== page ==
They are both black; they are both long.  They are twins.  How can one override the other?

“Those appear to be much more appropriate for the climate.”

“I’m going to try them on.”

“Don’t you wear those often?”

“Yes.”

“Then why are you trying them on?”

“I need to see how they look with my tennis shoes.”

“I bet they look the same way that they did last Saturday when you wore them with your tennis shoes.”

She ignored me.  She then pulled out multiple white t-shirts as possible matches for her black pants.  I would have chosen the one on the top.

She then repeated the process with her jeans, a pair of crop yoga pants and a pair of leggings.  When done, she put one pair back on with her sweatshirt and a rain jacket.

“AHHHH,” she grumbled.

“What’s wrong now?”

“This stupid coat does not match my tennis shoes.”

“Actually, blue and pink go well together.”

“No.  They don’t.  And look, when I zip it I look fat.”

“You have two t-shirts and a sweatshirt under it.  Jimmy Walker would look plump in that getup.”

“Who?”

We then went to the attic to pick out a suitcase.  The Vera Bradley bag in her closet would not work.  She was afraid she was going to have to carry it too far.

“I want the one with the wheels.  The one with the pink polka dots.”

“It will certainly match your rain coat.  But I’m not sure about your tennis shoes.”

“Your suitcase does not have to match your tennis shoes.  You’re being ridiculous.”

“Oh.  I’m being ridiculous?”

“Yes.  And weird.  And don’t write about this!!”  She brushed her hair back with her hand, “I’m tired of being famous.”

I don’t think she was serious.  Well, about the last part.

Forgot the Panties

Posted by Danny

So I forgot her underwear and bras, what’s the big deal?

I was in a rush.  The kids usually help me pack their bags for our weekend jaunts.  Last week there simply wasn’t time.  I had to go it alone.  Stephanie and Michelle receiving an incredible education on Friday at school while I stuffed the Totes.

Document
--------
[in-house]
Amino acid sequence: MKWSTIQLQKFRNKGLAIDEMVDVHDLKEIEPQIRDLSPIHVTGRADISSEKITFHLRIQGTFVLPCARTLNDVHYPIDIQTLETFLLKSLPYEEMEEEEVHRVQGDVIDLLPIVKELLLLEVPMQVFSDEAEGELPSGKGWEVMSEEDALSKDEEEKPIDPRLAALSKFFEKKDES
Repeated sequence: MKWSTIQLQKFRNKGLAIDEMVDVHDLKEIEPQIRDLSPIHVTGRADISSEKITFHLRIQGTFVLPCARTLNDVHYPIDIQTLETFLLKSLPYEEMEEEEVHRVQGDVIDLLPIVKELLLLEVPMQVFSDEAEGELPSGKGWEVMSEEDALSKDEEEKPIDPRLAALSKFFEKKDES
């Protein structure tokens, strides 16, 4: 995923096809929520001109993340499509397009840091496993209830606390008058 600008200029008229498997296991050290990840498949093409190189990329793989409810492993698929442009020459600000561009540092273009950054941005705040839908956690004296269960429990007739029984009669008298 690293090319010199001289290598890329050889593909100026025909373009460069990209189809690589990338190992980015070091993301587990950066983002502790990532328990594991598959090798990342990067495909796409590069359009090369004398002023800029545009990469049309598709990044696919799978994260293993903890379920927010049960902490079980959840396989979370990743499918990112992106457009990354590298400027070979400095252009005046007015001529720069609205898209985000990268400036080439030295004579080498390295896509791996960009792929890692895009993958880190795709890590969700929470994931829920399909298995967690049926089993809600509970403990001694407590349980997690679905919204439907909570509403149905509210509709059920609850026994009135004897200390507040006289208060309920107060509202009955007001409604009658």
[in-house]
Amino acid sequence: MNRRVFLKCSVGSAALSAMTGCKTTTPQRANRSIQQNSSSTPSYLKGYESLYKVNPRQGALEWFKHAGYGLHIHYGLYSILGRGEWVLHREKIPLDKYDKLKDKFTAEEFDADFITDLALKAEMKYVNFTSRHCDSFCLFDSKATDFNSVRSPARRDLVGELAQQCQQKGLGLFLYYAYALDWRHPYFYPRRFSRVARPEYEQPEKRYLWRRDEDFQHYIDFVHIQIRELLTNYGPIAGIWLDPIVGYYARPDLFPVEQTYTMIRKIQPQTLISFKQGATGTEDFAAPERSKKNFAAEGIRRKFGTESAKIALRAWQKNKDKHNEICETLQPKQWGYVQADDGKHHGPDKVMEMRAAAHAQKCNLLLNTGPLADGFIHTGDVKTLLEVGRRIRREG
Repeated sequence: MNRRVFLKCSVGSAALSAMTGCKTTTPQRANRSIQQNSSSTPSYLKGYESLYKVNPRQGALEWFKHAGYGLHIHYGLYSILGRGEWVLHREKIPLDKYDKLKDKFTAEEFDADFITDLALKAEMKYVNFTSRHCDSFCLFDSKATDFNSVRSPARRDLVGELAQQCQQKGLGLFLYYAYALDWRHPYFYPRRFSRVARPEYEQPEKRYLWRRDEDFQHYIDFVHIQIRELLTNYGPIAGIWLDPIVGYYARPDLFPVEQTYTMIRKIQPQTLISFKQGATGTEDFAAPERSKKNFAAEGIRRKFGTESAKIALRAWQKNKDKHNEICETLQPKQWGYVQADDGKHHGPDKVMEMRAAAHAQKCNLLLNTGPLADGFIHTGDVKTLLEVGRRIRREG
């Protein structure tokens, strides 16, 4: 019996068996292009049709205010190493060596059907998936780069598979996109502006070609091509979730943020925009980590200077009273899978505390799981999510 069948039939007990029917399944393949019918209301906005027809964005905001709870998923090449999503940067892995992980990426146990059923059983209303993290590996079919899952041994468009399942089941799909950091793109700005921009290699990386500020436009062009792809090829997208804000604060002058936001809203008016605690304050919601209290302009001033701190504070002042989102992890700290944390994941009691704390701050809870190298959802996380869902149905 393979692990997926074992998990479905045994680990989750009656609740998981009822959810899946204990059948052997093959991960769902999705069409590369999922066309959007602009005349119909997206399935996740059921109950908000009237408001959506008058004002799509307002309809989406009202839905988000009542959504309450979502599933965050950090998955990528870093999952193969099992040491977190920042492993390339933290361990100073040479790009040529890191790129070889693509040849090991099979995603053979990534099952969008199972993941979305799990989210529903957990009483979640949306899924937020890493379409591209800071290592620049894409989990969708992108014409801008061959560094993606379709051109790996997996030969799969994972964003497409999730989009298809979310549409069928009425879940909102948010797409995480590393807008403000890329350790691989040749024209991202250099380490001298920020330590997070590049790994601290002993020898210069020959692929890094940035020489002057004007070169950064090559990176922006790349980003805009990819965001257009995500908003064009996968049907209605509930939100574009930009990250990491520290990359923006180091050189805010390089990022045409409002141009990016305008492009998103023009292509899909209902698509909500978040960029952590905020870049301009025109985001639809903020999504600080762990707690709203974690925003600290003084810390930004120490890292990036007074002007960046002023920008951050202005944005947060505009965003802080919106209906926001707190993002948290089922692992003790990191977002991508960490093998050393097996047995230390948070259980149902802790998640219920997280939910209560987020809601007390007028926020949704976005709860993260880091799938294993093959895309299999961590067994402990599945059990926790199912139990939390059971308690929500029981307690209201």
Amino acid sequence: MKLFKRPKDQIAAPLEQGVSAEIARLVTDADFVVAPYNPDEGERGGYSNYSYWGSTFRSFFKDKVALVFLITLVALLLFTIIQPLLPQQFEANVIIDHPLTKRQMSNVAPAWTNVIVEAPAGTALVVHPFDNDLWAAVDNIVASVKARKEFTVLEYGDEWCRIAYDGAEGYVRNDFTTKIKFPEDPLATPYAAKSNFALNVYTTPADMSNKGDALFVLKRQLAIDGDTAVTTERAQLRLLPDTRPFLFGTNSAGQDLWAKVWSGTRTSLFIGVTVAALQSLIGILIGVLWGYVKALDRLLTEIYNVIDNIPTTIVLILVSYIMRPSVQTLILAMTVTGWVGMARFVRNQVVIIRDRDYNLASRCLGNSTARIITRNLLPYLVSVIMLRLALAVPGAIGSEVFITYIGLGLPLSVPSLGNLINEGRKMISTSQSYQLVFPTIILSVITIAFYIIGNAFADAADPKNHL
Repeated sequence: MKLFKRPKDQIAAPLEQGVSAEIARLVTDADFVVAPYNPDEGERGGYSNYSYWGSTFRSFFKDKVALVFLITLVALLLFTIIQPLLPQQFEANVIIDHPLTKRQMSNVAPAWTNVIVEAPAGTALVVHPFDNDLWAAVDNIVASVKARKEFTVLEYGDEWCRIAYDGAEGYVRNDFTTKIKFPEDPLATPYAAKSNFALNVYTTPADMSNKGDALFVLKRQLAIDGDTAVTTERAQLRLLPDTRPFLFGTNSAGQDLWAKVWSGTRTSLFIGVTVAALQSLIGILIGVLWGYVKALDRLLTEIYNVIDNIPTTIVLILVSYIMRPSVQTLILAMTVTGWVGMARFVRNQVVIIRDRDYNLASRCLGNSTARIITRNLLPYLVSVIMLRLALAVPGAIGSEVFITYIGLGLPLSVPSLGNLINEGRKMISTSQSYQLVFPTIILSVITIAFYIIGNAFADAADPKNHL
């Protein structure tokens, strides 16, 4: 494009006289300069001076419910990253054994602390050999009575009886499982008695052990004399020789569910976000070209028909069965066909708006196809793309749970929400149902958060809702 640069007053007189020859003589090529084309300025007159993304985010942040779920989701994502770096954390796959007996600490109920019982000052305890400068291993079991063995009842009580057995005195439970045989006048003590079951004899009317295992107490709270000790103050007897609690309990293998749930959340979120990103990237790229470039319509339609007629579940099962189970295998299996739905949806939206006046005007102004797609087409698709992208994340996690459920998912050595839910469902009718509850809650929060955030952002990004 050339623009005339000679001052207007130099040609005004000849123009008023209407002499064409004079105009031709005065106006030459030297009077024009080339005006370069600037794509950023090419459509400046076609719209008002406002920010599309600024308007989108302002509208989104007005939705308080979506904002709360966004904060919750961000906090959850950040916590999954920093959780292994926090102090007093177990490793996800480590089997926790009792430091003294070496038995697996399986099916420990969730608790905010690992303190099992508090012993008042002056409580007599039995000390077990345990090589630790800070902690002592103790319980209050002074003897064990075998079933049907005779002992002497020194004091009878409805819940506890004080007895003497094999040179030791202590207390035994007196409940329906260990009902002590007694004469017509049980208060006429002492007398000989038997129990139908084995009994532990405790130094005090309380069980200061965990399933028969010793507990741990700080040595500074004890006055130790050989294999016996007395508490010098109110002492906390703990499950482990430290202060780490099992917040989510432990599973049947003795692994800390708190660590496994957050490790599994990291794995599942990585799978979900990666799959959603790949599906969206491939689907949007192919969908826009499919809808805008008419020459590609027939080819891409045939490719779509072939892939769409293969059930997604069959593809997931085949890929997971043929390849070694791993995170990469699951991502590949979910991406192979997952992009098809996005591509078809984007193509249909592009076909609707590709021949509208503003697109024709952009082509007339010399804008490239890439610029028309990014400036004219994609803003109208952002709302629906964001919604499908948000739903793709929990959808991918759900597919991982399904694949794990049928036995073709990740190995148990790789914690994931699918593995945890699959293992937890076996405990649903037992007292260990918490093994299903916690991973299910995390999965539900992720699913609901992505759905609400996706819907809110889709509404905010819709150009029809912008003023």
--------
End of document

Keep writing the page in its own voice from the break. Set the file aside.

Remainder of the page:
I remember at one point, while digging through Michelle’s shirts, thinking, “You haven’t gotten underwear.”  I headed to that drawer and threw a few pair in her bag.  But when I hit Stephanie’s room, my main focus was picking outfits she’d be seen in.  Underwear were not a part of my mental  picture.

When we arrived at our destination, clothes started flying.  She dug to the bottom, opened all of the side pockets.  No sign of undergarments.  I  was in the shower when I heard the scream.

“Daaaaadddd!!!  YOU FORGOT MY UNDERWEAR AND BRAS!!!”

Ohhh.  Stay in the shower.  It’s nice in here.

I tried to explain the benefits of giving your skin a break from elastic.  “That stuff can hurt your circulation.  It’s good to have a break.  Your blood flow will be excellent on Monday.” 

She didn’t buy it.

“Did you know that Jesse didn’t wear underwear for about six years?  Believe me, I know – as does everyone else who came in contact with him during shorts season.  And you think he’s mighty cool.  You and Jesse – no undie buddies!” 

No takers.

“How about your bathing suit?  That could work.”

“Dad, it’s a one piece.”

“Covers top and bottom!  Sounds like a fix to me.”

“You don’t know anything.”

“In medieval times, women didn’t even wear panties.  And bras weren’t invented until the 1900’s.  Your great-great-great grandmother never wore one.”

“Why are you talking about my ancestor’s underwear habits?  What am I supposed to do?”

“Wear your sister’s.  Ya’ll are about the same size.”

A minute passes.

“These are like grandma underwear!  They come up to my belly button.”

“Your mom loved her granny pants.  Said those were the best undies she owned.”

I think that struck a chord!